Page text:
Pharmacy overrun after keeping fees low
A Christchurch pharmacy that did not increase its prescription fees as part of a national price rise has been "extremely busy".
The maximum fee pharmacies can charge patients for prescription items was increased from $3 to $5 on January 1.
Linwood's Community Pharmacy had charged $1.50 for prescriptions and increased the fee to $3 on New Year's Day, rather than $5.
Pharmacist Anne Tiller and husband Joe opened the pharmacy two years ago after seeing a need for lower-cost medications in the area.
Joe Tiller, the business manager, said the pharmacy had been extremely busy since prescription fees increased.
"I would say compared to this time last year we would see a good 15 to 20 per cent growth," he said.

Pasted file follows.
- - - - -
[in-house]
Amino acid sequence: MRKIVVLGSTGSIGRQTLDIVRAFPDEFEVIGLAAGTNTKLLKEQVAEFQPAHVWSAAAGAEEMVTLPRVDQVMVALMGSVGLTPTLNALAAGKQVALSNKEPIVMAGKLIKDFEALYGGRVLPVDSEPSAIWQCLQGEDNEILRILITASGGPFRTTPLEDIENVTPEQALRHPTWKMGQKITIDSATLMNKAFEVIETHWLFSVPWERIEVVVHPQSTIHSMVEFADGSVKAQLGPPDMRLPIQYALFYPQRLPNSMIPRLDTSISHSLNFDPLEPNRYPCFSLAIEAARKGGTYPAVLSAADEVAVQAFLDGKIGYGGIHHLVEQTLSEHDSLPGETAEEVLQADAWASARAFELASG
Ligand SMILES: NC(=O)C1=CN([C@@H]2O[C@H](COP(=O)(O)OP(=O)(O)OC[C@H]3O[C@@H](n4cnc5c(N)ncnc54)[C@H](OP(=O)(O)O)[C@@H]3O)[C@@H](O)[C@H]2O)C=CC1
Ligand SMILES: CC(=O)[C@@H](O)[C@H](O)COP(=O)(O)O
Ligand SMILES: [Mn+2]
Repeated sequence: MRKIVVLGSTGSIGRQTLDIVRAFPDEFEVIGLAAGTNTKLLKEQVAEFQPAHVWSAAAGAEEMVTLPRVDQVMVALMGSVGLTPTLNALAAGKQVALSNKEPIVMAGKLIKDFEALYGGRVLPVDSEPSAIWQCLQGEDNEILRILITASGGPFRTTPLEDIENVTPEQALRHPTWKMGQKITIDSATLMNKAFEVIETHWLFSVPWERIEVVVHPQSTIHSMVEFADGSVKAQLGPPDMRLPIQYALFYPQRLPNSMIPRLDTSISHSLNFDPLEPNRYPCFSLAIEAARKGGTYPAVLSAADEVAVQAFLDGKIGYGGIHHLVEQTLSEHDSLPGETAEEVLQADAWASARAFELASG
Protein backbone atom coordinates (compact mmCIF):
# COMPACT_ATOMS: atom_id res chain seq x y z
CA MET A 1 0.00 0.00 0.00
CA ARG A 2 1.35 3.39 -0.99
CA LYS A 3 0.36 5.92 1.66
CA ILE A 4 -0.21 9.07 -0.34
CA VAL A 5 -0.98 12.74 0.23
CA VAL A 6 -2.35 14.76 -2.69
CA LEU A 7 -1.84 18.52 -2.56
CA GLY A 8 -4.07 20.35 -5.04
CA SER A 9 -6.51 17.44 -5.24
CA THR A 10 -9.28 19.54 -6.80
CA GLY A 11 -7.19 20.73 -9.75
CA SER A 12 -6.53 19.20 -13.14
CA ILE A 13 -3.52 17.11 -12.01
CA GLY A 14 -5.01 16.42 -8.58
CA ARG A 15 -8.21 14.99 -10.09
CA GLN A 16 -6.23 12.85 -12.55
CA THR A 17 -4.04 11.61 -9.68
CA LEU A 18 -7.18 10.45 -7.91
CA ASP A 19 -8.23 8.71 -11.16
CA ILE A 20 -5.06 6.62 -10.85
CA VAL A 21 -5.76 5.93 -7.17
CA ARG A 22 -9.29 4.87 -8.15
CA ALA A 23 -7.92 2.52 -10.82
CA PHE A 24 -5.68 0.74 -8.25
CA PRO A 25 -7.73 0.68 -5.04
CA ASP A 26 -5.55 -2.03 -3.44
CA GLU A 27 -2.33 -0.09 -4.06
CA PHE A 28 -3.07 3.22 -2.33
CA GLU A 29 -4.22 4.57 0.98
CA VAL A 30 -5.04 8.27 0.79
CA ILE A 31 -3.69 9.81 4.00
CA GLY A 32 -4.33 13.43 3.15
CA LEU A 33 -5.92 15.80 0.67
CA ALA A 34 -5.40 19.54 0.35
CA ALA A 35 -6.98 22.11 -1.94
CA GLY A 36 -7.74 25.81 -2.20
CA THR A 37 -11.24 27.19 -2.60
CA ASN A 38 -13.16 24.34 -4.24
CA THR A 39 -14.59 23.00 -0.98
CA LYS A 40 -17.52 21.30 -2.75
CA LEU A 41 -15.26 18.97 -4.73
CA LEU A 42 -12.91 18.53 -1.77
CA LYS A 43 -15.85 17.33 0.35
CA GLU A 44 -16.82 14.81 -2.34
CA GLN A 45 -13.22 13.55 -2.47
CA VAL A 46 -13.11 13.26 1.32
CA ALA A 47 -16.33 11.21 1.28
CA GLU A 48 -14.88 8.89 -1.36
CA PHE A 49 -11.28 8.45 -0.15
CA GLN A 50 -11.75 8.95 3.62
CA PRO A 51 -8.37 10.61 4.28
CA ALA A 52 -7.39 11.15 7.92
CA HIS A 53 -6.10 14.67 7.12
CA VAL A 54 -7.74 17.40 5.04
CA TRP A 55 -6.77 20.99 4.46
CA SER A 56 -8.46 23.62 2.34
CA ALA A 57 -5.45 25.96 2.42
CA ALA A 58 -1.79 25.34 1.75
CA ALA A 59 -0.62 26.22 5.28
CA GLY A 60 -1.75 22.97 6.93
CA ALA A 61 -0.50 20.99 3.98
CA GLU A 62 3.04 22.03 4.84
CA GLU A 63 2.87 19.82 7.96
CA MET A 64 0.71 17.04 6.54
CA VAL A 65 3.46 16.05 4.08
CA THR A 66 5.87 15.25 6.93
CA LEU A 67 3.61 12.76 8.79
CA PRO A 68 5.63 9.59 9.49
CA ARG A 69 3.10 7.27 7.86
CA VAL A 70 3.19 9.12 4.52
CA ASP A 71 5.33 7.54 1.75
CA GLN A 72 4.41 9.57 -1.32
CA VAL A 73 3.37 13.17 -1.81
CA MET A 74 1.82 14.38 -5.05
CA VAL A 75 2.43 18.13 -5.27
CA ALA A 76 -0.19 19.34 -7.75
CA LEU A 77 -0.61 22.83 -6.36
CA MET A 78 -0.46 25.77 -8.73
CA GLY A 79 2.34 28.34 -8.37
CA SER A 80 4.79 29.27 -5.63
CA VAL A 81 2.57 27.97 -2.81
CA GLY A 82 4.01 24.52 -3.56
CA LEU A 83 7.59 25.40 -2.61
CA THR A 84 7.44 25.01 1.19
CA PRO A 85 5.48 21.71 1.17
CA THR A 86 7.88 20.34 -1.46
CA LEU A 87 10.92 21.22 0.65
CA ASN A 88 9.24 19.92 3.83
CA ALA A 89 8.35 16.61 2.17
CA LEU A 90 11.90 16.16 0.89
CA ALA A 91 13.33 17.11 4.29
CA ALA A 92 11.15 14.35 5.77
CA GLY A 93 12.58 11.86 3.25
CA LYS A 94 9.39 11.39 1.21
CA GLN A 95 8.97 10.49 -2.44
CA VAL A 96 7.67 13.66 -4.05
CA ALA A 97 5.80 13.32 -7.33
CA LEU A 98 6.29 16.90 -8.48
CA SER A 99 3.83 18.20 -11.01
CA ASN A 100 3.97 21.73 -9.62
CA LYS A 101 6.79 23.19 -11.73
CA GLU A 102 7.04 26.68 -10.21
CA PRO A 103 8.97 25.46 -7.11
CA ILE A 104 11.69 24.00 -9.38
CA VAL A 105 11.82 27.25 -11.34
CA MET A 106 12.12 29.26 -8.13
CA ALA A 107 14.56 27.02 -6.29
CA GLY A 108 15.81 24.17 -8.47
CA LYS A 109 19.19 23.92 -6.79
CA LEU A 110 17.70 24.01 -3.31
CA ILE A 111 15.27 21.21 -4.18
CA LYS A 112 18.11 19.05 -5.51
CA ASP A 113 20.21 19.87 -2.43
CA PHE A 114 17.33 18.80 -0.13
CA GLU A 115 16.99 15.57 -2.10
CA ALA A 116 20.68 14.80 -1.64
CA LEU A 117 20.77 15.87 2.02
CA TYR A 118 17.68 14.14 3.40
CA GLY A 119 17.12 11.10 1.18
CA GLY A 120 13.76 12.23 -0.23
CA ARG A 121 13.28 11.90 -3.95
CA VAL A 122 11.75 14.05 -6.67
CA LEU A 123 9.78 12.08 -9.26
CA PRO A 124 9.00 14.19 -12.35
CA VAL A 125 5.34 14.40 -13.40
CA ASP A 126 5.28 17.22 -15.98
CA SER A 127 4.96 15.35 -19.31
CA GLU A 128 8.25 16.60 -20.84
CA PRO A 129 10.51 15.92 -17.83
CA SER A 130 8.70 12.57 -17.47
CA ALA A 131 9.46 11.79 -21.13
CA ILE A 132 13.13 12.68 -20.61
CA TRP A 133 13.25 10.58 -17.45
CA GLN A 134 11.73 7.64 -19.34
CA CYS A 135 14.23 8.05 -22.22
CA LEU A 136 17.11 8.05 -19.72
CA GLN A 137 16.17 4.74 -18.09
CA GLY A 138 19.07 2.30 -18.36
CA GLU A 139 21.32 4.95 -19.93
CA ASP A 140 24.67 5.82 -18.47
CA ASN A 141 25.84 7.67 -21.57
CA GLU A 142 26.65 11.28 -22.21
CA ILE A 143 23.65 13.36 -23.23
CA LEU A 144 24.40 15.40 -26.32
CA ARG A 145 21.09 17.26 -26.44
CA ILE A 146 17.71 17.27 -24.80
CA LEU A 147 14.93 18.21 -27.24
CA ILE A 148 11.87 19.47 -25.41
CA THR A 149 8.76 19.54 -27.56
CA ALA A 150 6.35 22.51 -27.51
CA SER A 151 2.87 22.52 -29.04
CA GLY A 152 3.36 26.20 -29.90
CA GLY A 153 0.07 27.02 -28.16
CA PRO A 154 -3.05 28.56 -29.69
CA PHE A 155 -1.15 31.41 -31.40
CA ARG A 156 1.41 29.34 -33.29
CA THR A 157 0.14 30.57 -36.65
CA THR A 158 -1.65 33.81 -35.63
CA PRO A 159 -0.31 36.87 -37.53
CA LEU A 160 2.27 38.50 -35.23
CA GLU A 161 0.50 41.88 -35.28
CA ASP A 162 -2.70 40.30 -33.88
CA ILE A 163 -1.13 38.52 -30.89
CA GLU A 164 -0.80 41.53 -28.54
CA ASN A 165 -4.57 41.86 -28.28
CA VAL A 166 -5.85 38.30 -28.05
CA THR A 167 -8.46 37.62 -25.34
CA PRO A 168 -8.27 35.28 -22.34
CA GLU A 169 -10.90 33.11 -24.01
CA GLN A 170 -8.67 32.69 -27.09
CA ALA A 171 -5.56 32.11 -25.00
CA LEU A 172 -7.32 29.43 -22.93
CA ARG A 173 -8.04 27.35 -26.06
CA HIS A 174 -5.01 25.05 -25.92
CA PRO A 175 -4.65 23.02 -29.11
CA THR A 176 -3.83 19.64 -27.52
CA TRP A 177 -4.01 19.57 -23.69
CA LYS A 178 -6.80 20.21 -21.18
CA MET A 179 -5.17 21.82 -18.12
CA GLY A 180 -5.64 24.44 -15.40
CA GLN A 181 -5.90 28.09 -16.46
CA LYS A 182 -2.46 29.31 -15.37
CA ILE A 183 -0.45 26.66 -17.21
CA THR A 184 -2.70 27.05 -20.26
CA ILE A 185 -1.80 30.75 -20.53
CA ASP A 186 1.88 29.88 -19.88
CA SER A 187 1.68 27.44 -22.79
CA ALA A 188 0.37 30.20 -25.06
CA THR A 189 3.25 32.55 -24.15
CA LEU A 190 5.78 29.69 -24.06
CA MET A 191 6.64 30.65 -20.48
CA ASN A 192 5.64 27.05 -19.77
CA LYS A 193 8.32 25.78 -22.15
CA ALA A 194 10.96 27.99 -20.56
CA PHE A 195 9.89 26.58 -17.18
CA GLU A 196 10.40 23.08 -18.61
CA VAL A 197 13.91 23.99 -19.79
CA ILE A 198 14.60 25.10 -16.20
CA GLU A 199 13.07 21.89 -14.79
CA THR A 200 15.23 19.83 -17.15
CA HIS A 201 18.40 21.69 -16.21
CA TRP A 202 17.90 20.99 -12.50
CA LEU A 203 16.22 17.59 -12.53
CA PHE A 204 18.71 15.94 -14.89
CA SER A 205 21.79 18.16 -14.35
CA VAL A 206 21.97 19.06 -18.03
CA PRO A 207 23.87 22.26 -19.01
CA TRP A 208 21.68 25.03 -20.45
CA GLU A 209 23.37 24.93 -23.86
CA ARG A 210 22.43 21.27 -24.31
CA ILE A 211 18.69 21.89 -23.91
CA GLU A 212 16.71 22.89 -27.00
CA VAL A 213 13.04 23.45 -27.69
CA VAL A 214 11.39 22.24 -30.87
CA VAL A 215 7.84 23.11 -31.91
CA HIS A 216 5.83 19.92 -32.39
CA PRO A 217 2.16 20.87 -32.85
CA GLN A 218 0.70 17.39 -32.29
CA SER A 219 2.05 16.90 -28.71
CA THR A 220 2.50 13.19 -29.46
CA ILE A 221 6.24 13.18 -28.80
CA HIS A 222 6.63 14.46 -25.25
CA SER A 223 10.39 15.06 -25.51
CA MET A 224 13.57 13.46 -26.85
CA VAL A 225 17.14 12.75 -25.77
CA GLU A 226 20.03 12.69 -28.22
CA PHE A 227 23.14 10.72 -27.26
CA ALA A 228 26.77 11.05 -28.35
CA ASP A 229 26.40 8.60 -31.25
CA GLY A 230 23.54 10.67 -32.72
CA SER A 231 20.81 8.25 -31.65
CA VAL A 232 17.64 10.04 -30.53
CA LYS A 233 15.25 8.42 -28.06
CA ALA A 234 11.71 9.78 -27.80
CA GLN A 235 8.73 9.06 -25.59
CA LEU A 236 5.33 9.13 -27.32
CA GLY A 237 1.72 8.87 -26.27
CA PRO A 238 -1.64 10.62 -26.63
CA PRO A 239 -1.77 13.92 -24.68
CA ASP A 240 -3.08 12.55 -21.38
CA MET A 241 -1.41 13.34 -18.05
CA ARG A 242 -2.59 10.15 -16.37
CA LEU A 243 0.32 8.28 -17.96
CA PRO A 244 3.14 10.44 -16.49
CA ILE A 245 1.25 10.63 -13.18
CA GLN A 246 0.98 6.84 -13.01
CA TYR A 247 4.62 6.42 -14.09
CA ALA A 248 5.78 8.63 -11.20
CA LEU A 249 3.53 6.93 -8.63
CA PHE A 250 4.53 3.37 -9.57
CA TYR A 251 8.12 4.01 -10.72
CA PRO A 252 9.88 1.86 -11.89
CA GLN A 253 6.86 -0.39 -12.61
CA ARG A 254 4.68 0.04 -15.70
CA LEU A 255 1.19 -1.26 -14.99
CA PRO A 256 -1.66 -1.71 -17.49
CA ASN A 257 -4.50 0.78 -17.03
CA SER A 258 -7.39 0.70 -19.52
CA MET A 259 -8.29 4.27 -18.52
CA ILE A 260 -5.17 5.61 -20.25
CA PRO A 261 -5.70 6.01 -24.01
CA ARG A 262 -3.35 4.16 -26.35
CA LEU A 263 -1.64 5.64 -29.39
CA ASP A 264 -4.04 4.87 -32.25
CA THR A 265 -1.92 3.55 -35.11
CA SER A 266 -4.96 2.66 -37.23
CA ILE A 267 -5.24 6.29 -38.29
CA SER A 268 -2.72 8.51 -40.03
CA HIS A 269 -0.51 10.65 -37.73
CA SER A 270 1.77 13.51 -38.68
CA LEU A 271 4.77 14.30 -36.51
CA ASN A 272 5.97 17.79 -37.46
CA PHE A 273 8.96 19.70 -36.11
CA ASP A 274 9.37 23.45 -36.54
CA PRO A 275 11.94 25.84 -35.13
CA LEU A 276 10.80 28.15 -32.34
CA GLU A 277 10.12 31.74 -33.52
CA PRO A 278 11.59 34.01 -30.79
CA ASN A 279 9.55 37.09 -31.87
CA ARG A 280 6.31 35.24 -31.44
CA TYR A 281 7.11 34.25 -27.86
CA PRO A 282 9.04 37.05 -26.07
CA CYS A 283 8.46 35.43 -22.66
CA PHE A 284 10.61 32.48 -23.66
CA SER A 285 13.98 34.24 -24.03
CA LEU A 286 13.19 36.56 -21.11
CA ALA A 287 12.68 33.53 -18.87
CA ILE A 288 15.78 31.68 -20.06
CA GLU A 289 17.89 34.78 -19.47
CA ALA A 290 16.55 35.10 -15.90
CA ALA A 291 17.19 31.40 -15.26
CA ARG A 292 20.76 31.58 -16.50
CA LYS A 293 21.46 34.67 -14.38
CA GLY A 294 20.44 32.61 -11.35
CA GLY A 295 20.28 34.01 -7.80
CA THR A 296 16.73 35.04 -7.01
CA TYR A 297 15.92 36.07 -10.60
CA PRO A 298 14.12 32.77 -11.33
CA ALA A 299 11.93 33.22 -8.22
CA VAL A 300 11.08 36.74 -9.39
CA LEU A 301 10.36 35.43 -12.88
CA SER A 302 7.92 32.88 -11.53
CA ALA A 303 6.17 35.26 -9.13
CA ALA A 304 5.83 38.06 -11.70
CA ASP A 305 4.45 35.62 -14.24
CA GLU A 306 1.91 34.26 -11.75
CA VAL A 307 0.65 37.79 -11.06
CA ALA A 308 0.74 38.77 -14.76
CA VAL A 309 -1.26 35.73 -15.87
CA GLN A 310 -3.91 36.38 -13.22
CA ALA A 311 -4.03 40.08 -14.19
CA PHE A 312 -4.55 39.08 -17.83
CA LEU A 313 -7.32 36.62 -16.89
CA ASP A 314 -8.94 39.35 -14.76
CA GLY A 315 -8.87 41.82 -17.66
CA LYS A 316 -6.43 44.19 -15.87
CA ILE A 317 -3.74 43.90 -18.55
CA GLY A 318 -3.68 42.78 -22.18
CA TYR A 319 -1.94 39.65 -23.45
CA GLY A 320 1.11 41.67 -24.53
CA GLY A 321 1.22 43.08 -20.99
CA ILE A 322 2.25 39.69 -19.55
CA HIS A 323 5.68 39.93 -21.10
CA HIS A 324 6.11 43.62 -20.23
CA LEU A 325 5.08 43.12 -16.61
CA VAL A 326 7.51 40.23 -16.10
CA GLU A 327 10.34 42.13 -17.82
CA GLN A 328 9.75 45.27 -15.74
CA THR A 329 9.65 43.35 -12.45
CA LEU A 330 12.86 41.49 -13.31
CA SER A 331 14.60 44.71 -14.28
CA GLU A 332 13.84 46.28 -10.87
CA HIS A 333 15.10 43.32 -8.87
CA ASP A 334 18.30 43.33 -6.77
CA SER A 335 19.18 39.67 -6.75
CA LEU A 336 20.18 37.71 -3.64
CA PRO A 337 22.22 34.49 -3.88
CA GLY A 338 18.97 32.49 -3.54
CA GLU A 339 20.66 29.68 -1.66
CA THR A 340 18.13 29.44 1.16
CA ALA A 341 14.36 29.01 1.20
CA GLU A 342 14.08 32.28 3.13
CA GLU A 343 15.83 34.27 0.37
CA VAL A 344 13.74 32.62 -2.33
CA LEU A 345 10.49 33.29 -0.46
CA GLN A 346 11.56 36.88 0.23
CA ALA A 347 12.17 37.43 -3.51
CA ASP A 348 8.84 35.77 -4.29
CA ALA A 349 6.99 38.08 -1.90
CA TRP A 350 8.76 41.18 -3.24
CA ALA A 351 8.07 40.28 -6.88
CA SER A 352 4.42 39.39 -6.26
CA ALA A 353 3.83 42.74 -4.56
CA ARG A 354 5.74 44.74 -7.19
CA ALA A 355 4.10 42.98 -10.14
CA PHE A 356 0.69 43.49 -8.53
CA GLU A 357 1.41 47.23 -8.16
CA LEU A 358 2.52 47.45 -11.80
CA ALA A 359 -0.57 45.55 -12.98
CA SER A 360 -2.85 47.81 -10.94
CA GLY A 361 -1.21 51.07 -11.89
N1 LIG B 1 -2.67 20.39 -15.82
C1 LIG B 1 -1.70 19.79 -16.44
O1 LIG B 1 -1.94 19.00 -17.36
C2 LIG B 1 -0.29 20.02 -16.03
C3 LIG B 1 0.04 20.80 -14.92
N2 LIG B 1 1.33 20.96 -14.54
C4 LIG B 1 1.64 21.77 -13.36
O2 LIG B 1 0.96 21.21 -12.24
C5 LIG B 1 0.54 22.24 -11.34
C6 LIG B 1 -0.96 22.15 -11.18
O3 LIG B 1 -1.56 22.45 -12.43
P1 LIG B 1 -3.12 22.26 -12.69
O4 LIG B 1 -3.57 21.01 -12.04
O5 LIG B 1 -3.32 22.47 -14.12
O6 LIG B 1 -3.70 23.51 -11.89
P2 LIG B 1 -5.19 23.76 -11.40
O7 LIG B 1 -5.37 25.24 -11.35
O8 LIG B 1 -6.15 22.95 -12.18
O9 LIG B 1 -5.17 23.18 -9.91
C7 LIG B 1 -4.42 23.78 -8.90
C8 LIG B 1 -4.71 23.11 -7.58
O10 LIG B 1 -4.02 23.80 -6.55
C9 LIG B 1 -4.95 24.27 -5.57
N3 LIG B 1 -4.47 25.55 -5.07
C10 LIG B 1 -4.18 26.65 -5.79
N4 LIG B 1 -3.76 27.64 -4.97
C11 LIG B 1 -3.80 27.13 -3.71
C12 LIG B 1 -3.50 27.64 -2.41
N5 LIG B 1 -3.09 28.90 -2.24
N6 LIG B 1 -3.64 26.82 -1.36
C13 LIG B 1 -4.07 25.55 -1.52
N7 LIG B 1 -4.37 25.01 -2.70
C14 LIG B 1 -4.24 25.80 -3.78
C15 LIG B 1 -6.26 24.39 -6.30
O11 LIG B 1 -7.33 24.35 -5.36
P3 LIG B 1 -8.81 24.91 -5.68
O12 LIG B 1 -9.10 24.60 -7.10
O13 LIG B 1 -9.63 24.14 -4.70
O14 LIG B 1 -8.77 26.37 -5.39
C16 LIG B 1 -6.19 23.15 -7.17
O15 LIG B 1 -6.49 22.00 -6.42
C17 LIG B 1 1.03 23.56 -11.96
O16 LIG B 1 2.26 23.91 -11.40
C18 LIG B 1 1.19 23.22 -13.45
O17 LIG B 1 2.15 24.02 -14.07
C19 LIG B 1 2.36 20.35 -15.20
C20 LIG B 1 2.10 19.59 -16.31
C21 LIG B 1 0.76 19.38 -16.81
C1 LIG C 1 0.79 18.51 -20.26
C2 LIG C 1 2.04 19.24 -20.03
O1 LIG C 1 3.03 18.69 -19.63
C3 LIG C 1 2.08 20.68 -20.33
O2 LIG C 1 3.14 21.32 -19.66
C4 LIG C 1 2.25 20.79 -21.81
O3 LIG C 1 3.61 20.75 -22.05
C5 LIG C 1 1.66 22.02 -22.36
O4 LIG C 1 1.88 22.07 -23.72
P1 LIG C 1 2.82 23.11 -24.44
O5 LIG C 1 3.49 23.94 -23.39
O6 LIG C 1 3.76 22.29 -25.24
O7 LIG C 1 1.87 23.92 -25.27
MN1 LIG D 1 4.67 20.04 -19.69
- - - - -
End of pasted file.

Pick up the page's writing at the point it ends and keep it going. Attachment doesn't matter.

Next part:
Anne Tiller said the pharmacy had seen new faces as people looked to cut costs.
"We see a lot of people that basically live week to week and there is no extra money. For some people, it is just really hard trying to find this extra money."
Canterbury Community Pharmacy Group general manager Graeme Smith said Christchurch pharmacists he had spoken to believed the impact of the fee increase would not be felt until next month, when exemption cards ran out for high users.
The cards are issued to families or individuals who pay for at least 20 prescription items in a 12-month period, starting on February 1.
"People are grumbling about the increase, but they're generally paying it," Smith said.
"There are always one or two people who will put things on hold until they can afford it."
Labour acting health spokesman Iain Lees-Galloway said the $2 increase on January 1 was "significant" for many people.
He said a universal fee was necessary, but it should not have been increased.
"We've taken the universal approach because people cannot qualify for the community services card, but still be struggling financially.
"We don't want these people to forgo needed pharmaceutical treatment and then find themselves in hospital," he said.